This underwater goddess says freediving is the new yoga
Kim Kertz is a 25-year-old freediver who can go underwater for three minutes at a time and make that mermaid life look easy. But above the water, the Floridan is quick to tell you she’s anything but, explaining her modelling is strictly limited to below the ocean’s surface.
An intrepid traveller, it was only three years ago that Kertz first discovered freediving during downtime on a scuba trip. After spending the best part of 12 months freediving the best of Florida’s natural springs, she relocated to Hawaii with no plans other than freediving the underwater lava tubes of Oahu and beyond.
Kertz has grown her attractive freediving brand with her Instagram account, the massive popularity of which has turned her passion into a career – a far cry from the bar she tends at on weekends to pay the bills.
We caught up with the real-life mermaid to get the inside line on underwater adventuring and why freediving is the new yoga.
THE RED BULLETIN: Kim, your underwater pics are popping up all over the place. You could be the world’s first underwater model.
KIM KERTZ: [Laughs]. No! Not at all. I feel like I’m the most awkward model in the world. If you put me on dry land, I’m super awkward. In the water, I’m totally fine, but the second I’m on land I don’t know what to do. I’ve never been into modelling or even enjoyed having my picture taken. This is all very new to me and unexpected. When I work with photographers out here, I just do my own thing and stay in my own world. They don’t exist to me and whatever they do or don’t take is up to them. I do my own thing, because the second I start focusing on the camera I ruin my dive.
How did it come about?
I’ve never really paid any attention to Instagram or social media. When I moved to Hawaii, I ran into another diver named Justin Beluch when I was diving through a cave about 40ft underwater. I just saw this person waving at me. He invited me to join him and his friends, and I started diving with him and made all these new friends, two of whom happened to be underwater photographers. That’s how I got sucked into the Instagram thing. Justin is the one who does most of my videos.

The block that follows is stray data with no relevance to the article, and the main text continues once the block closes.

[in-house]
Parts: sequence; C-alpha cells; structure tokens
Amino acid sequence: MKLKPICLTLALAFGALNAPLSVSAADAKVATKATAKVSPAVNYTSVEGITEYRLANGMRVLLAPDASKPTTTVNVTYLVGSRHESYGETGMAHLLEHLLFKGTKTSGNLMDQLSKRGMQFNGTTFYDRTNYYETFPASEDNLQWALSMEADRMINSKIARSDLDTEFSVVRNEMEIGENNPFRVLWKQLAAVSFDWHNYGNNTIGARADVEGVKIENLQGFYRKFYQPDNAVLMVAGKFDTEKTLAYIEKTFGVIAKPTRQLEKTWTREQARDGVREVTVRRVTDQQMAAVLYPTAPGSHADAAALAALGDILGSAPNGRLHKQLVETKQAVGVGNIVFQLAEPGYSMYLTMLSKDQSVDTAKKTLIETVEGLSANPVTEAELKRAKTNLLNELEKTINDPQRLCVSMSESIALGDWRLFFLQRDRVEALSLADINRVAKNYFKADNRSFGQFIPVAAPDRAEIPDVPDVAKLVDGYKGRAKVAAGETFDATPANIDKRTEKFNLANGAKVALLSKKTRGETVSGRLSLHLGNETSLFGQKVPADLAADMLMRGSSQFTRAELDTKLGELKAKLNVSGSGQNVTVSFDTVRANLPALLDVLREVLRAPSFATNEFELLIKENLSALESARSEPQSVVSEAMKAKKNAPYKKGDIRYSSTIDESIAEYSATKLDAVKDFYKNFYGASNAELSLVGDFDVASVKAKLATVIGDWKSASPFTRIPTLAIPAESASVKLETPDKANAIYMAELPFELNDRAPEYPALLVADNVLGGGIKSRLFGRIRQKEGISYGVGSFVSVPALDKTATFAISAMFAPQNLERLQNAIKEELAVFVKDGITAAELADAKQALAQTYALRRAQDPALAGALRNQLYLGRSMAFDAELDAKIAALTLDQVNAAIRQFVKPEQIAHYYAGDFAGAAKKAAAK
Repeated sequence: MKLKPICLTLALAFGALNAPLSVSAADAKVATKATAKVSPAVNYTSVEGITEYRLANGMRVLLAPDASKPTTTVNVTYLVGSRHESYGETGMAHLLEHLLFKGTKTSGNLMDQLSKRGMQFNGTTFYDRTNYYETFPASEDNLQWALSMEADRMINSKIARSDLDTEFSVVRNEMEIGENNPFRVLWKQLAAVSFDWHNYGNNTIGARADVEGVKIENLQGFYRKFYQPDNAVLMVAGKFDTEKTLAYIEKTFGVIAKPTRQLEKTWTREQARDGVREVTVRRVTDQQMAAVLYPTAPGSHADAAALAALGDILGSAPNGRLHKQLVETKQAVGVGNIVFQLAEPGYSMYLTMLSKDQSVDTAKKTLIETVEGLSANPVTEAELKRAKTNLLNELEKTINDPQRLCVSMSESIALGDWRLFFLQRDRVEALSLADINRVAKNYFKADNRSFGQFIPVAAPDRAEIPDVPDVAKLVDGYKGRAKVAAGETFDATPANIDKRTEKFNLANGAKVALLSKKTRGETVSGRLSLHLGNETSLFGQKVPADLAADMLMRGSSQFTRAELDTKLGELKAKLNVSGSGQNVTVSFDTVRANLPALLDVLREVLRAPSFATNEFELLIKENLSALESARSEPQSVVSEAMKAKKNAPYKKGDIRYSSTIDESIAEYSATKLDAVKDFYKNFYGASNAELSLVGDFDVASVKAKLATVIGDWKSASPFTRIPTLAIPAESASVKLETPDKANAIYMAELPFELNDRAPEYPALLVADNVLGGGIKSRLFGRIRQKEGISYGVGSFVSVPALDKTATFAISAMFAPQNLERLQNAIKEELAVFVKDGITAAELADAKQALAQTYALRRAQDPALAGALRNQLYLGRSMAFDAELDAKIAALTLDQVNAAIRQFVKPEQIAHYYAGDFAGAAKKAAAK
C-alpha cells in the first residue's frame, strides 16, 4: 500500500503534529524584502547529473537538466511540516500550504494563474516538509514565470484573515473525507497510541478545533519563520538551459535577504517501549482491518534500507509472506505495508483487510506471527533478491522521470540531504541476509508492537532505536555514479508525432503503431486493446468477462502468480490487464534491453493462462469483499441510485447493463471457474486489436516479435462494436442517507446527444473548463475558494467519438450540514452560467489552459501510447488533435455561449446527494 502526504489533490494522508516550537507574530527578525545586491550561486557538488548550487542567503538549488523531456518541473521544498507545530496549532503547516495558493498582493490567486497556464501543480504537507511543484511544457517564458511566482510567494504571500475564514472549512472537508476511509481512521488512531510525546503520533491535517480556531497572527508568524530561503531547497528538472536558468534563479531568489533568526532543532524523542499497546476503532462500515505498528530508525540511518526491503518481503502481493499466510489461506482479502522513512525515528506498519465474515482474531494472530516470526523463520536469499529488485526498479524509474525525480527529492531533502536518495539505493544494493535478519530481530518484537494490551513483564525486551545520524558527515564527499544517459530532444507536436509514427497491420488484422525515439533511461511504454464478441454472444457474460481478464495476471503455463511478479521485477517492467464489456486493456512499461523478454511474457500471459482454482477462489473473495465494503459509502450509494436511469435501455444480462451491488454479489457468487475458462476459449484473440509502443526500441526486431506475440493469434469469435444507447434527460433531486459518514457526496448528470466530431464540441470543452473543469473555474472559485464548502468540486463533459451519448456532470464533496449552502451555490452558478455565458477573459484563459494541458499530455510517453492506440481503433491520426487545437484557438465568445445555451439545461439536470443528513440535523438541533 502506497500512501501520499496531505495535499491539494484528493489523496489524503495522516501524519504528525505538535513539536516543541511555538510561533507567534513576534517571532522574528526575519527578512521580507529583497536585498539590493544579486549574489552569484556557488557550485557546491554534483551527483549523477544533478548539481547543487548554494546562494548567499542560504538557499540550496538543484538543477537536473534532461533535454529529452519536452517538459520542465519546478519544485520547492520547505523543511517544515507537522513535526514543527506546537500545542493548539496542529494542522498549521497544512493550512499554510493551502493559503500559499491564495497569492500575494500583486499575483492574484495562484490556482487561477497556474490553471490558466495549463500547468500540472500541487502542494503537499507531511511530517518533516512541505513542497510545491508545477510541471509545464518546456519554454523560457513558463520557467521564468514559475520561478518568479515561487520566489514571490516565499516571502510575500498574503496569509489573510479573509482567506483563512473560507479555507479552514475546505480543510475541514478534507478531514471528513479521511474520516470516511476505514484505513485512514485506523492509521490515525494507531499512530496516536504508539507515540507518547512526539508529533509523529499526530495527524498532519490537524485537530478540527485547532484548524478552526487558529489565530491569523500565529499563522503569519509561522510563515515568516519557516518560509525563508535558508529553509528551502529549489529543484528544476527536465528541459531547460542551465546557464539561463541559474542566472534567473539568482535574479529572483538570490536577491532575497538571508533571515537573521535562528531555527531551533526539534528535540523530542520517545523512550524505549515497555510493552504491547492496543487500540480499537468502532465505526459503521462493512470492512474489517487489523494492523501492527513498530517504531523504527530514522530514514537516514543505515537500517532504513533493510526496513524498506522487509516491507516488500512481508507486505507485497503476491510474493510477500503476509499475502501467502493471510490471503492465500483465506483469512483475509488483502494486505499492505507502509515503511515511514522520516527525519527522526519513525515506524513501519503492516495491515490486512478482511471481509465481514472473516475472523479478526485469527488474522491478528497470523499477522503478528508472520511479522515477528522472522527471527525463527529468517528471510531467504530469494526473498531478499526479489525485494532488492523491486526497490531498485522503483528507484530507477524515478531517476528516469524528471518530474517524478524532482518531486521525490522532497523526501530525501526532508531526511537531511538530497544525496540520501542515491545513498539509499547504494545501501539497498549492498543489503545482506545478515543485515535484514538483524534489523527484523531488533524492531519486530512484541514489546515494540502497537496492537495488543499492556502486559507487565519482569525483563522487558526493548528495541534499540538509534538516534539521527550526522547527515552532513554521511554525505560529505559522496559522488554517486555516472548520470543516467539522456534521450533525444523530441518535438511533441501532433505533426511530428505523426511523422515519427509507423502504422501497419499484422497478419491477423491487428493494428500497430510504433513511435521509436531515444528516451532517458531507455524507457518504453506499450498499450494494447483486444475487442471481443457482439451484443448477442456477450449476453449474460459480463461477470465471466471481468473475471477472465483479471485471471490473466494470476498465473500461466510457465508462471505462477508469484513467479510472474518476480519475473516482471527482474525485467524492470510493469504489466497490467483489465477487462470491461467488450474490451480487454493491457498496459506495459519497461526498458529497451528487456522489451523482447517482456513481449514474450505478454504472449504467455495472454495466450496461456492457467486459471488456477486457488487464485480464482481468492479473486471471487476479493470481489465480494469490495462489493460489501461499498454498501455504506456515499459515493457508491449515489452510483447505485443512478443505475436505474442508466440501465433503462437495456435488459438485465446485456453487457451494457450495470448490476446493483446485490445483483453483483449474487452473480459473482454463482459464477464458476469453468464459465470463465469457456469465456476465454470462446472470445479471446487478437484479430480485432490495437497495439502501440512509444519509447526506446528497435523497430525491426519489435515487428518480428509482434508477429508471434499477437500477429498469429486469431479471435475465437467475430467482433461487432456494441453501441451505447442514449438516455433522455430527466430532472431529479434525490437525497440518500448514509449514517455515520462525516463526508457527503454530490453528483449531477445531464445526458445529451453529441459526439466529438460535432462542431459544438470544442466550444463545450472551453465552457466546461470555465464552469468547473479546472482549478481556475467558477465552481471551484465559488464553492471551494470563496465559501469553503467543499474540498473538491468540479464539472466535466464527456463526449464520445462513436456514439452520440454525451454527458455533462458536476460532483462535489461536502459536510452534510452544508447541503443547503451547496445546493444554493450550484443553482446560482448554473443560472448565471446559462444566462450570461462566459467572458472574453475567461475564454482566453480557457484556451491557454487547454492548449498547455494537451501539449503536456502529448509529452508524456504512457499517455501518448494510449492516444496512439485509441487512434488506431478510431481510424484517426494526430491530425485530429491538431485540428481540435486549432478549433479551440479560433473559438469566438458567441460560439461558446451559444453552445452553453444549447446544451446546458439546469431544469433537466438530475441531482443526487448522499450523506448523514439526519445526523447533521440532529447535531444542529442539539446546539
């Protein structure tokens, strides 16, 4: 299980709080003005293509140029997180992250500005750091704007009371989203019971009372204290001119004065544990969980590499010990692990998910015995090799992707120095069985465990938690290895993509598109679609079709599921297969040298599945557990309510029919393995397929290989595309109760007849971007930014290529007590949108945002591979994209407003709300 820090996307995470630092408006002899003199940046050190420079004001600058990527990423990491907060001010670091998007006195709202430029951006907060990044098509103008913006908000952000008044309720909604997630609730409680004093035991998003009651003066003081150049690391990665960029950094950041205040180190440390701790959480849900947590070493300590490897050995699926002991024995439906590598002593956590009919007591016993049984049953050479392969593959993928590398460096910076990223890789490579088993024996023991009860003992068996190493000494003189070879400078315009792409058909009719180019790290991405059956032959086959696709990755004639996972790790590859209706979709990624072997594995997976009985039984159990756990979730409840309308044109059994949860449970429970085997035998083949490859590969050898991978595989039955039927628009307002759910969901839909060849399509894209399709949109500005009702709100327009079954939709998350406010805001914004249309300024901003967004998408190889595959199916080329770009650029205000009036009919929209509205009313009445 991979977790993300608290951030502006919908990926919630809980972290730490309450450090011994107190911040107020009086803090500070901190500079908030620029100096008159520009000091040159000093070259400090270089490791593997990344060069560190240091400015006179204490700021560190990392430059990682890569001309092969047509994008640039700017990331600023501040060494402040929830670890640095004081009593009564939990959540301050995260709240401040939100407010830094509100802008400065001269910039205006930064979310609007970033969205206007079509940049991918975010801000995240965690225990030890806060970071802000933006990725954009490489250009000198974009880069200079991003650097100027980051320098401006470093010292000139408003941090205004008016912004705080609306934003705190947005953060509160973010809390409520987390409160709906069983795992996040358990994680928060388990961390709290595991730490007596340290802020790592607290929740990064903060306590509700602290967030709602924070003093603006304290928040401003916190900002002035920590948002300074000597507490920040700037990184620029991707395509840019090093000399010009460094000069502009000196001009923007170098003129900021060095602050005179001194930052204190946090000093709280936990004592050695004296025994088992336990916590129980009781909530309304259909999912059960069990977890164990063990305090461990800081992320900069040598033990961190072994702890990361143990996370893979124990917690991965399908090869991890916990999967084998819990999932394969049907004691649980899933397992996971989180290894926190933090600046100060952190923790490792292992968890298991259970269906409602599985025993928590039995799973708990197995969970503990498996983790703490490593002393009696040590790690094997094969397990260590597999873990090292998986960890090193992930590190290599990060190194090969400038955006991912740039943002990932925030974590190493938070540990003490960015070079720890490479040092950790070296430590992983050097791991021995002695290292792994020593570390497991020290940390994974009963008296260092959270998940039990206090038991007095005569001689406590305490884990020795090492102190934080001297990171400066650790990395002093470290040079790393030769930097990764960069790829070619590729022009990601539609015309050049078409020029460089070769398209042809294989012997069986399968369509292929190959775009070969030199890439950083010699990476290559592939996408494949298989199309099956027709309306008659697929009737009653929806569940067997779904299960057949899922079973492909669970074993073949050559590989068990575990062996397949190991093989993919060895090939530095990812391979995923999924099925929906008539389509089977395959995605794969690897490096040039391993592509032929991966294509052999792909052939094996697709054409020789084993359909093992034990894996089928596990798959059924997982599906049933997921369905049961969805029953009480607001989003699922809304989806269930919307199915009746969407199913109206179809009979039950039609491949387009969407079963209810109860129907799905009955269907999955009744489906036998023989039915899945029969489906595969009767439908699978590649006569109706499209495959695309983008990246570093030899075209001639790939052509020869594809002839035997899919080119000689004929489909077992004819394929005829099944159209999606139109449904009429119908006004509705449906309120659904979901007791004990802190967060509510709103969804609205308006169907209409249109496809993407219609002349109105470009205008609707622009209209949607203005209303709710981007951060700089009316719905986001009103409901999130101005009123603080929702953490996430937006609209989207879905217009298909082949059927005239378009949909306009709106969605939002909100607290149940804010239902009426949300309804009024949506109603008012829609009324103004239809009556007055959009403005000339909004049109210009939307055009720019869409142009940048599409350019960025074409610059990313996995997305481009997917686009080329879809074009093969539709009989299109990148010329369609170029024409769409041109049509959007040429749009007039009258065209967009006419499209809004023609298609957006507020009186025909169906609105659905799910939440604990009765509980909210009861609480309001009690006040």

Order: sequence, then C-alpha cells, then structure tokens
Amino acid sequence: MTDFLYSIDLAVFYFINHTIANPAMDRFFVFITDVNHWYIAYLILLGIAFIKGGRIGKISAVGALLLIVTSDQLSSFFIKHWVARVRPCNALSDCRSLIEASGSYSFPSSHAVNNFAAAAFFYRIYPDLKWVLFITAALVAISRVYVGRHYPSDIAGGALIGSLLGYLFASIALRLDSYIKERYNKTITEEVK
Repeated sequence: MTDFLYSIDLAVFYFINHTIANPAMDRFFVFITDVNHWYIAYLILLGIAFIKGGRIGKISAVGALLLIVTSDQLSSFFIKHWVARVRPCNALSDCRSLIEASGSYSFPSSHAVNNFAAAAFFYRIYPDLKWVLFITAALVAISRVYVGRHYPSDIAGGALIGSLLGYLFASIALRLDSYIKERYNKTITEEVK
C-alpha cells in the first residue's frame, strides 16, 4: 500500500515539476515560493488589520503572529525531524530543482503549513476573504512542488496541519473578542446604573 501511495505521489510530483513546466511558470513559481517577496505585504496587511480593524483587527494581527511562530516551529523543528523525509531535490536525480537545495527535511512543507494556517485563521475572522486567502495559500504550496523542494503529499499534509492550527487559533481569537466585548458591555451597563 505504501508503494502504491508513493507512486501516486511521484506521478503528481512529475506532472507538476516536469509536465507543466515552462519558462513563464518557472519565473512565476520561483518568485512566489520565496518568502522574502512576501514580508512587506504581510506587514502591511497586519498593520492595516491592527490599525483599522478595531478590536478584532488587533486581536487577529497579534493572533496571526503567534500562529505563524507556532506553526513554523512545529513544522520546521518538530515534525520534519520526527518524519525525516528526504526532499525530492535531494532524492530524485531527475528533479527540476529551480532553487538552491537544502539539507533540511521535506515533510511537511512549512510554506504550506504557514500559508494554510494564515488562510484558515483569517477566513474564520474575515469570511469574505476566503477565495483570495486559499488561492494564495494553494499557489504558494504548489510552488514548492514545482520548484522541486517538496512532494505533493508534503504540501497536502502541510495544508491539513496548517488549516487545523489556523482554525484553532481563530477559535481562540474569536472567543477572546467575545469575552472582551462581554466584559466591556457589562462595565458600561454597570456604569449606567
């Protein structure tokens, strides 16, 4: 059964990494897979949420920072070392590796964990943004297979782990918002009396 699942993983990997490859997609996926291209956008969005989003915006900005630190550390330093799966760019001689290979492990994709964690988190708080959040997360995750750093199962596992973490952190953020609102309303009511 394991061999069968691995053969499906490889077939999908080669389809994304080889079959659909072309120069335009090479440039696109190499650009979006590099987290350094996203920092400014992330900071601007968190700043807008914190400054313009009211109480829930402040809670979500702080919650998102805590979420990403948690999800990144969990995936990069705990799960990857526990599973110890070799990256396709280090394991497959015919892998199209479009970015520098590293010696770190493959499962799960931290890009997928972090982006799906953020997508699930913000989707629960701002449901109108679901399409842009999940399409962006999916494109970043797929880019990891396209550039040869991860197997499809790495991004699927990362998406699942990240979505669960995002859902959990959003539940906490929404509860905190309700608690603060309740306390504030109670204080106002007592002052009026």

You’ve been diving for three years now. What is the biggest appeal of freediving for you?
The water is rejuvenating. If I’m having a really bad day, I just go get in the ocean and I feel better. If I have to work that night at the bar, I go and dive first to get fresh and rejuvenated mentally. You can do yoga, you can meditate, but there’s nowhere on Earth as isolated from the world as underwater. There are zero distractions. Freediving combines the best elements of yoga and meditation with being in the water. It’s the ultimate calm. When you’re diving, you experience the thing that takes up the majority of the space of the world we live.
Is it easy to learn?
Anyone can do it. It’s really easy – just one big mind game, really. I recently posted a photo explaining simple breathing techniques that people can learn in their living rooms. It’s amazing seeing people who insist they can’t hold their breath for a minute, then after following some basic exercises and breathing techniques, they’re holding their breath for a minute and a half at a time. It’s all about relaxing and using your breath to calm your mind. It’s weird, you wouldn’t think it’d be so relaxing to deprive your body of oxygen.